Lesson Learned: The World Continues to Spin Without You

In a world where we are all tethered to technology, to-do lists and status updates, this revelation is truly life-changing.

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It’s 6:30am, the sun is shining and there isn’t a cloud in the magnificent clear blue sky. Birds are chirping and chickens are ambling about, clucking to one another as they poke at the wild grass. I actually take the time to notice the subtle smell of lavender in the air.

I write this from a small town named Ficulle, in the countryside of Umbria, Italy while on vacation. And for perhaps the first time in a very long stretch, I realize that I actually feel a sense of quiet and calm as I embrace being off the grid with no real schedule to guide me. I accept the non-routine of it all, going with the flow of a day that feels unfamiliar and vast, yet gloriously delicious and exciting at the same time.

In my real life, I am a classic Type A personality—a perfectionist with abundant energy and drive. While I meditate and journal daily, and have come to love yoga, most of my time is spent in a hurry; that is, running from one activity and commitment to the next. I’m probably better at being present than I was a decade ago, but sitting here on this beautiful quiet morning in Ficulle makes me realize just how much of nature’s beauty and the gift of being present I have been missing in my everyday life. The pull of the next thing I have to do, place I have to be, call I have to make, or person I have to meet causes me to rarely embrace completely any given moment in time; to not fully hear, see, smell, taste, or touch the gift of what’s right in front of me.

So, here are some of the things I’m going to take away from this experience:

Slow down to speed up. I was running on empty by the time I arrived in Italy. Between trying to make sure that every possible thing was wrapped up at work and attending to all of the personal errands that I needed to squeeze in, I was exhausted. In order to come back refreshed, I must take the time off to replenish and nourish my body, mind and spirit.

Vacating my life on a regular basis is a good thing. Stepping away from the phone, email, texts, tweets and Facebook posts is so healthy. It allows me to connect to my true self, to get clear on my priorities and tap into strength and creativity in order to be top of my game the rest of the time. While I can’t be on vacation every day, I can create a “sacred space” basically anytime I choose; one where I can be mindful and present, instead of in constant “go” mode.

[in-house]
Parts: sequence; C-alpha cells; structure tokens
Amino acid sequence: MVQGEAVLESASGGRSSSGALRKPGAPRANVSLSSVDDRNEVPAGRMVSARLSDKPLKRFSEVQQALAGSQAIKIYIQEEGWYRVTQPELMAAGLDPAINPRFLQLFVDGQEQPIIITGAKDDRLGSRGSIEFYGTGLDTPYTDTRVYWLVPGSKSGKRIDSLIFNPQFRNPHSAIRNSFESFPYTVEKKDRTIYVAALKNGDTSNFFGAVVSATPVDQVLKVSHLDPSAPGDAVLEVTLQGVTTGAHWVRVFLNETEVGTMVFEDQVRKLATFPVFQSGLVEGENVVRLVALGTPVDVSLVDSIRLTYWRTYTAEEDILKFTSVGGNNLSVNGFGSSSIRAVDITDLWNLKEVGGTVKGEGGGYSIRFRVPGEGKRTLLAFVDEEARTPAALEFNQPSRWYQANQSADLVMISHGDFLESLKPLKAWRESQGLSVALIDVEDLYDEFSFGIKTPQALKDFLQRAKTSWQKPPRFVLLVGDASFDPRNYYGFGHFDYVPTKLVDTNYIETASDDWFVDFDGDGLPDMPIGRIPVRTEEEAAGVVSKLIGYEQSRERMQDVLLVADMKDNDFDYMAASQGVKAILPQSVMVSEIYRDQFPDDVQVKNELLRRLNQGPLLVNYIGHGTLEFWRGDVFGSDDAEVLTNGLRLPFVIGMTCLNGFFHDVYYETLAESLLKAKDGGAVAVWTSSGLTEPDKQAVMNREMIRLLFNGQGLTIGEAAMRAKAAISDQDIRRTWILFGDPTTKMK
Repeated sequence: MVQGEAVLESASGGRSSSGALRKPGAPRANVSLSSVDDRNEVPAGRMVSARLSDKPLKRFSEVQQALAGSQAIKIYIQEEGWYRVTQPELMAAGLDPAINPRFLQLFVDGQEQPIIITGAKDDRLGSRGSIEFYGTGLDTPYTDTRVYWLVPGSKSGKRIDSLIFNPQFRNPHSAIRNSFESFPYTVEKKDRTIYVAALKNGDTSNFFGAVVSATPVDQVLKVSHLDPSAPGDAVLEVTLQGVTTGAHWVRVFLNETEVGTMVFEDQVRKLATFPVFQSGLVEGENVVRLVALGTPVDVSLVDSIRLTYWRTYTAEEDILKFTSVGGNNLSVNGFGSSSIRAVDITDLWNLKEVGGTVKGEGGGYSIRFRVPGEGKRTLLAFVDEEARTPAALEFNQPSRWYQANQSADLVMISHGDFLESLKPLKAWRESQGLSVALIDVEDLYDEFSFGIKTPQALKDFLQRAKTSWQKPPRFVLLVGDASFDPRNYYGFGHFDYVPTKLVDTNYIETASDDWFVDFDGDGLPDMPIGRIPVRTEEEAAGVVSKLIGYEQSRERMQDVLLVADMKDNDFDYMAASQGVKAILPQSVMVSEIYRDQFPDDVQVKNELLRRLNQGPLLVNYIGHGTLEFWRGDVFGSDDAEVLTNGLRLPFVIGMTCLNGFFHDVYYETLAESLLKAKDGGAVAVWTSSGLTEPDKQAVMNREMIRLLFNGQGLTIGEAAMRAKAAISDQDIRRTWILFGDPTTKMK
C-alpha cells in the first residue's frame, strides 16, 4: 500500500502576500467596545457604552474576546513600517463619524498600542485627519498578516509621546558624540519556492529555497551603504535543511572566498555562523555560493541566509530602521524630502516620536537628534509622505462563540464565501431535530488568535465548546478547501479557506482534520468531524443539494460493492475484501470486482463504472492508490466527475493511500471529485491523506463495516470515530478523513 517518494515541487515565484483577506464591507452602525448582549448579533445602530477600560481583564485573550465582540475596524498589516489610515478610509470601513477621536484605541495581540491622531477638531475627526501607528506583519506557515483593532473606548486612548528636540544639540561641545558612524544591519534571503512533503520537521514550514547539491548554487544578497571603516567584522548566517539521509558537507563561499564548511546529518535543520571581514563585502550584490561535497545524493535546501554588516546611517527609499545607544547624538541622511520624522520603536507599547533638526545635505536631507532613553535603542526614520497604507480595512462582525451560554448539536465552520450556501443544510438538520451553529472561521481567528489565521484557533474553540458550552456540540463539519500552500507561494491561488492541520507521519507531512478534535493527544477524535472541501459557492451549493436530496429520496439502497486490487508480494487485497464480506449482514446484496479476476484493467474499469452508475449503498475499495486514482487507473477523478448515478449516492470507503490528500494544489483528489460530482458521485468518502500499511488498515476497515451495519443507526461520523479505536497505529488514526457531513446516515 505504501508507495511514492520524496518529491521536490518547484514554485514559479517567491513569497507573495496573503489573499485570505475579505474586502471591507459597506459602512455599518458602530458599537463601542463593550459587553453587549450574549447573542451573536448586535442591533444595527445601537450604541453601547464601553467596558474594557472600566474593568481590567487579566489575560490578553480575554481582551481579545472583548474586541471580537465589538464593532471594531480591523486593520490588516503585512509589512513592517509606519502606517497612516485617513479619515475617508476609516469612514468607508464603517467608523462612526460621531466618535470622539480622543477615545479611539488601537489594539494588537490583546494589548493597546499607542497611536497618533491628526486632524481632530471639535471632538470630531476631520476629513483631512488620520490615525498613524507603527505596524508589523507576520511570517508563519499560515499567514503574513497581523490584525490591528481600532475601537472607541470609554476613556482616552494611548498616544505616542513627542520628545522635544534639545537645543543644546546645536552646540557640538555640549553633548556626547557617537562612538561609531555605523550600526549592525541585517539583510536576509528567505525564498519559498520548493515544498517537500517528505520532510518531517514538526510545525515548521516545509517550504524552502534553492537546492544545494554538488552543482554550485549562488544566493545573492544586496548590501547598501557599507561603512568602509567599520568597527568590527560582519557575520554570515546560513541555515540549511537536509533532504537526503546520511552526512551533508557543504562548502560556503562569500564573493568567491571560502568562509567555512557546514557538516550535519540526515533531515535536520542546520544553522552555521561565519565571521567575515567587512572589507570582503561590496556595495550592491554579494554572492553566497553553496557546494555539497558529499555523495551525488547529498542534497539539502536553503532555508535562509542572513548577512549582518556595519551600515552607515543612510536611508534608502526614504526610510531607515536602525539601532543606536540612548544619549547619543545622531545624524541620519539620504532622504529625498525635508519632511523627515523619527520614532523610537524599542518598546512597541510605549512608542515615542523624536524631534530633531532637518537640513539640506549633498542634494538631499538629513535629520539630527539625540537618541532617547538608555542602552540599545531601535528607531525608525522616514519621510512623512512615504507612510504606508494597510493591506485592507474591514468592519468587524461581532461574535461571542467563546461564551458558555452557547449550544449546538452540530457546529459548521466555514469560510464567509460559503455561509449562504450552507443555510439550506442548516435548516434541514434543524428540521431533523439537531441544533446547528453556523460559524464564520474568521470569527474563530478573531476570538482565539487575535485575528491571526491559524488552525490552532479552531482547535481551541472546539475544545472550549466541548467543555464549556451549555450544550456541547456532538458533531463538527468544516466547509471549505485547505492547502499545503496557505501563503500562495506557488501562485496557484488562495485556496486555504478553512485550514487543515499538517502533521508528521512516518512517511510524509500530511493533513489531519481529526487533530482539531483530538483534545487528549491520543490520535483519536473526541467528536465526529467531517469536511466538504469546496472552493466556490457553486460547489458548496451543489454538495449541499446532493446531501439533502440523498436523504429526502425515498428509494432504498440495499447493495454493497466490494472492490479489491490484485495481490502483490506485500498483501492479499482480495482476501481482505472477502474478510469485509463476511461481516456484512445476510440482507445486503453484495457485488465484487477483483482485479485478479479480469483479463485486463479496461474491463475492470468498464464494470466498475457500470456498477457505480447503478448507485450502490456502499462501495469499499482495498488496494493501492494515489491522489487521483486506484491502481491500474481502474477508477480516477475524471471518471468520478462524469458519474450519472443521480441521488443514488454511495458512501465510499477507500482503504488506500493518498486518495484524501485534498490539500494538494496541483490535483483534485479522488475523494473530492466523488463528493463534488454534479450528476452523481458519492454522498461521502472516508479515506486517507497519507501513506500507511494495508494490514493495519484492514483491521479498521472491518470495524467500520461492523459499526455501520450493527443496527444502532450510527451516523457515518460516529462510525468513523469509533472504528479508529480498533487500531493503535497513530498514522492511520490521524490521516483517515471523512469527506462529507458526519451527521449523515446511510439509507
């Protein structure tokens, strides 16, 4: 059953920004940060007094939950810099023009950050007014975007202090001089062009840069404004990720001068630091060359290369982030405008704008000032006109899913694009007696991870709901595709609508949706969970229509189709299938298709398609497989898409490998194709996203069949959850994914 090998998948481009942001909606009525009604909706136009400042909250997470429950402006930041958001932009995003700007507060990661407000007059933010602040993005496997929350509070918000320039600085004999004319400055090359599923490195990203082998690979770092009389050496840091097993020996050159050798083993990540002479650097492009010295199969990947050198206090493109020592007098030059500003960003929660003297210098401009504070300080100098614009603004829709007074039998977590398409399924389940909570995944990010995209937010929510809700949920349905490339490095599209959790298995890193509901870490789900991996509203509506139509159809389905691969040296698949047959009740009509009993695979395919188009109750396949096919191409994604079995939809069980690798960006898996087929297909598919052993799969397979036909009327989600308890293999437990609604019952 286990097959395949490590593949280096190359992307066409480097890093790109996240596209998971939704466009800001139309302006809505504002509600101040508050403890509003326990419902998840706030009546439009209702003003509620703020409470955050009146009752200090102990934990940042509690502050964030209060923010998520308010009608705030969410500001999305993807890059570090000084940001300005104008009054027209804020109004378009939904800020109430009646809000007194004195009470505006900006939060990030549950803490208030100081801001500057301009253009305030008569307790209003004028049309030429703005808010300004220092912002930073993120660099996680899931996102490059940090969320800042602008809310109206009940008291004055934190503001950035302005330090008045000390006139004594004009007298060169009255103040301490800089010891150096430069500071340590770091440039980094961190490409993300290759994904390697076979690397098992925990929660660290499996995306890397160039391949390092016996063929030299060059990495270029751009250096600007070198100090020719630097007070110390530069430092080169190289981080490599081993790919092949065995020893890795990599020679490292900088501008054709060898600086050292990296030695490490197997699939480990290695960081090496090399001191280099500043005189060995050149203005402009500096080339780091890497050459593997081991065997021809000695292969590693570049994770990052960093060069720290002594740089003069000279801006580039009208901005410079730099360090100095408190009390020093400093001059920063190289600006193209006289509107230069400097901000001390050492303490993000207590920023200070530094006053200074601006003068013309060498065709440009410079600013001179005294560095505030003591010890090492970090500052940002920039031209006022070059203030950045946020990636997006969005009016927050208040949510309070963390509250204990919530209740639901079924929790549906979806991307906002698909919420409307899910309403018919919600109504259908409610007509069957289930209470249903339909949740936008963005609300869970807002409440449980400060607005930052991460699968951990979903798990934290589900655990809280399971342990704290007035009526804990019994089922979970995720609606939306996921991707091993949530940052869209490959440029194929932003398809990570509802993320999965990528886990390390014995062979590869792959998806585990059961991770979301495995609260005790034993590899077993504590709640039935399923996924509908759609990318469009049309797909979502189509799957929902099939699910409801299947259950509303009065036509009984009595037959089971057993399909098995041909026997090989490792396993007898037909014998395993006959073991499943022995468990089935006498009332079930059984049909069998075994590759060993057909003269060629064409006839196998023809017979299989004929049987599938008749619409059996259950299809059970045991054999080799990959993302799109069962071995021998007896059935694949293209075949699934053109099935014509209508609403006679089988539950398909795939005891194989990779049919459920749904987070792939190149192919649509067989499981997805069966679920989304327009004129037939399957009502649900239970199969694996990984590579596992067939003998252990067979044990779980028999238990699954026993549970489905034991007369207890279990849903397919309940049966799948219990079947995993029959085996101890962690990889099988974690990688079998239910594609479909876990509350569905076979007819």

Creativity thrives in times of quiet. I’ve been away since last Friday and I’ve already jotted down 4 brainstorms; ideas and sparks that I’m pretty sure wouldn’t have come to me in the midst of normal chaos.

The gift of connection comes to me when I am not rushed. Instead, in the calm, I find that I am present and open to learning new things. People are more real with me and they sense a calm energy vs. one that is in constant motion.

The world continues to spin even when I’m not around to make it do so. In my everyday life, I feel the need to respond to every email and text within seconds—I’m always ON. But being away makes me realize that I am not as indispensable as I think, and it’s actually OK for me to disappear for a bit. My time out of the office actually allows those who work for me to stretch their own leadership muscles and thrive.

I may need to change my definition of the word “productive.” I realized that strolling through a medieval town, eating gelato, staring at a mountain, a tree, a sunflower or just walking hand-in-hand with my husband IS my productivity for today. It’s the stuff I am supposed to be doing in order to recharge my batteries and experience the world.

The day we arrived in Italy, we learned that our accountant and friend, Bert, had suddenly passed away, succumbing to a pulmonary embolism. Unfortunately, he didn’t stand a chance. 59 years old and one of the sweetest, funniest and most vibrant people I know, it is almost impossible for me to imagine that he is gone. I am so sad about his premature death yet I realize that it is yet another lesson I am meant to learn: That life is painfully short; it is not a dress rehearsal. The opportunities, sights and sounds that pass before me are gifts meant for me. These gifts are there for each and every one of us.

Whether it’s a moment, a day or a week, take the time to relish life around you. Use vacation to actually “vacate” the daily to-do list and the never-ending requirements that stress us all. Trust that the world will continue to spin without you while you replenish your soul.

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